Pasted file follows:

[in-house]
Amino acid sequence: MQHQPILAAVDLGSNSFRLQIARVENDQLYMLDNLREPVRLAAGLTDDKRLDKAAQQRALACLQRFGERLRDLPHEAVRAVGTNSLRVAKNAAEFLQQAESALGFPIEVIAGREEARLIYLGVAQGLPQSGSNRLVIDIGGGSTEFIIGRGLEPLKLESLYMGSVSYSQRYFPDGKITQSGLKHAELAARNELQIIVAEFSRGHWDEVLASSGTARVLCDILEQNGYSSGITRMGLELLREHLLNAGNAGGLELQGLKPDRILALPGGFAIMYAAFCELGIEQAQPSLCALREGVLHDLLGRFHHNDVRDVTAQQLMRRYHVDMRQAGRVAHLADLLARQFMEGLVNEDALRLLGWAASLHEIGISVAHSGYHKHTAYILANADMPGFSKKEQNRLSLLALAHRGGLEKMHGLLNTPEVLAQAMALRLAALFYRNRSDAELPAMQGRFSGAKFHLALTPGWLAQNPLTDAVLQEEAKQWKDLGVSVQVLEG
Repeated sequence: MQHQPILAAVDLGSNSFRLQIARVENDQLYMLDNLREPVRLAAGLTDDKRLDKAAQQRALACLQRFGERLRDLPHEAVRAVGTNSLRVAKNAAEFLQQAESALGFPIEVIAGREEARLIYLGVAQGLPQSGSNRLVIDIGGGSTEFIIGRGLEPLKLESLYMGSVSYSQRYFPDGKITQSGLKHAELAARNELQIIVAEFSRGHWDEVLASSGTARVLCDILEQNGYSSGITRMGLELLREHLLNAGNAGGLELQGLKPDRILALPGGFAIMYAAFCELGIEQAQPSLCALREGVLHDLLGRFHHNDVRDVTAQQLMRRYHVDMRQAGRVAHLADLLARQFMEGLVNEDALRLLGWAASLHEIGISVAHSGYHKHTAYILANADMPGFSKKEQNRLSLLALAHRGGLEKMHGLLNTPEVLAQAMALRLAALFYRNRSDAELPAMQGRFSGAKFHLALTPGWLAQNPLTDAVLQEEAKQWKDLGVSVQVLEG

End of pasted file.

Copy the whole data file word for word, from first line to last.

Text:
[in-house]
Amino acid sequence: MQHQPILAAVDLGSNSFRLQIARVENDQLYMLDNLREPVRLAAGLTDDKRLDKAAQQRALACLQRFGERLRDLPHEAVRAVGTNSLRVAKNAAEFLQQAESALGFPIEVIAGREEARLIYLGVAQGLPQSGSNRLVIDIGGGSTEFIIGRGLEPLKLESLYMGSVSYSQRYFPDGKITQSGLKHAELAARNELQIIVAEFSRGHWDEVLASSGTARVLCDILEQNGYSSGITRMGLELLREHLLNAGNAGGLELQGLKPDRILALPGGFAIMYAAFCELGIEQAQPSLCALREGVLHDLLGRFHHNDVRDVTAQQLMRRYHVDMRQAGRVAHLADLLARQFMEGLVNEDALRLLGWAASLHEIGISVAHSGYHKHTAYILANADMPGFSKKEQNRLSLLALAHRGGLEKMHGLLNTPEVLAQAMALRLAALFYRNRSDAELPAMQGRFSGAKFHLALTPGWLAQNPLTDAVLQEEAKQWKDLGVSVQVLEG
Repeated sequence: MQHQPILAAVDLGSNSFRLQIARVENDQLYMLDNLREPVRLAAGLTDDKRLDKAAQQRALACLQRFGERLRDLPHEAVRAVGTNSLRVAKNAAEFLQQAESALGFPIEVIAGREEARLIYLGVAQGLPQSGSNRLVIDIGGGSTEFIIGRGLEPLKLESLYMGSVSYSQRYFPDGKITQSGLKHAELAARNELQIIVAEFSRGHWDEVLASSGTARVLCDILEQNGYSSGITRMGLELLREHLLNAGNAGGLELQGLKPDRILALPGGFAIMYAAFCELGIEQAQPSLCALREGVLHDLLGRFHHNDVRDVTAQQLMRRYHVDMRQAGRVAHLADLLARQFMEGLVNEDALRLLGWAASLHEIGISVAHSGYHKHTAYILANADMPGFSKKEQNRLSLLALAHRGGLEKMHGLLNTPEVLAQAMALRLAALFYRNRSDAELPAMQGRFSGAKFHLALTPGWLAQNPLTDAVLQEEAKQWKDLGVSVQVLEG